The emails go on to explain that documents in the custody of a legislator are “treated uniquely under the law” and that “Article 17 of Chapter 120 of the General Statutes, Confidentiality of Legislative Communications, provides that requests from legislators to legislative staff, and documents prepared by legislative staff upon the requests of legislators, are not public records, and there existence may not be revealed, unless the legislator making the request so instructs.”

Boswell released her emails before the courts actually weighed in on the merits of the ACLU and Merrill’s case. It will be interesting to see if other lawmakers will follow suit.

Boswell releases emails amid ACLU lawsuit pressure

Rep. Beverly Boswell

The ACLU of North Carolina has forced a House Representative’s hand in a battle over public records.

Rep. Beverly Boswell (R-Beaufort) “decided to” release her unredacted emails after Kitty Hawk resident filed a lawsuit. She had initially refused to release anything, then later released documents concealing the identity of everyone her office communicated with.

The full release comes more than a year after one of her constituents, Craig Merrill, first asked for public records of phone and email correspondence between her office and the residents and businesses she represents in North Carolina House District 6, which includes parts of Beaufort, Dare, Hyde, and Washington counties.

The ACLU filed the public records lawsuit on behalf of Merrill in January.

“We are glad that Representative Boswell finally agreed to do the right thing and stop hiding who she was communicating with about the public’s business,” said Chris Brook, Legal Director of the ACLU of N.C. “North Carolinians deserve transparency from their elected officials – and the law requires it.”

In a letter addressed to Brook about the records release, the special deputy attorney general who represents Boswell, Olga Vysotskaya de Brito, said the lawmaker “made a decision to disclose the in-redacted set of documents” Merril requested.

“In our view, today’s production of documents resolved the pending controversy,” the letter states.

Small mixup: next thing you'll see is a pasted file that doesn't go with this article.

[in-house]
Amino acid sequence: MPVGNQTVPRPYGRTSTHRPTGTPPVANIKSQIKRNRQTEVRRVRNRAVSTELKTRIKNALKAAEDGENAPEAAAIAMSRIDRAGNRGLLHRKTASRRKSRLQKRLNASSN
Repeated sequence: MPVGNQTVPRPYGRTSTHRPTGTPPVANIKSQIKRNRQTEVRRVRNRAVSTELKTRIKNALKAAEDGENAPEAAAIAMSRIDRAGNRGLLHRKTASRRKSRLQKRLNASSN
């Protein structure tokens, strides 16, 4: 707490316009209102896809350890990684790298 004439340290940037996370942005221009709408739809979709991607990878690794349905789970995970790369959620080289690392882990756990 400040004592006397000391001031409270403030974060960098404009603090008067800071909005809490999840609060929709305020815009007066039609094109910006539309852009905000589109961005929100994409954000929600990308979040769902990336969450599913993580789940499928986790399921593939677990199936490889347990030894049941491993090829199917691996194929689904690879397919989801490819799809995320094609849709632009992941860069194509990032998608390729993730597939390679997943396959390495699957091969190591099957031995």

They also filed a motion to dismiss the lawsuit. The motion essentially states the case is moot and should be dismissed for lack of subject matter jurisdiction.

In a motion for summary judgment filed last month, the ACLU said that there was no legal justification for Boswell to conceal who she and her office were corresponding with on matters related to her work as a public official on issues including the Outer Banks plastic bag ban.

Many of the documents Boswell provided contain the following message: “Email correspondence to and from this address is subject to North Carolina Public Records Law and may be disclosed to third parties.”

“The public deserves to know how our representatives are conducting business on our behalf so that we can hold them accountable,” Merrill said. “I am glad my representative has finally agreed to follow the law, but it never should have taken more than a year and a lawsuit for her to do the right thing and be open about her work with a constituent.”

Brook said Wednesday that Boswell provided the unredacted records after they filed a motion for summary judgment arguing that Merrill was legally entitled to know who she was corresponding with on matters of public interest.

“Put another way, Representative Boswell only provided unredacted records after we made plain that we would continue pursuing the matter in court,” he said. “The ACLU-NC has not agreed to dismiss the lawsuit as it is not yet fully resolved. The state Public Records Act entitles individuals who substantially prevail in public records litigation to receive attorneys’ fees. We will be seeking fees to recover money spent litigating a case that we offered Representative Boswell every opportunity to resolve prior to filing a lawsuit.”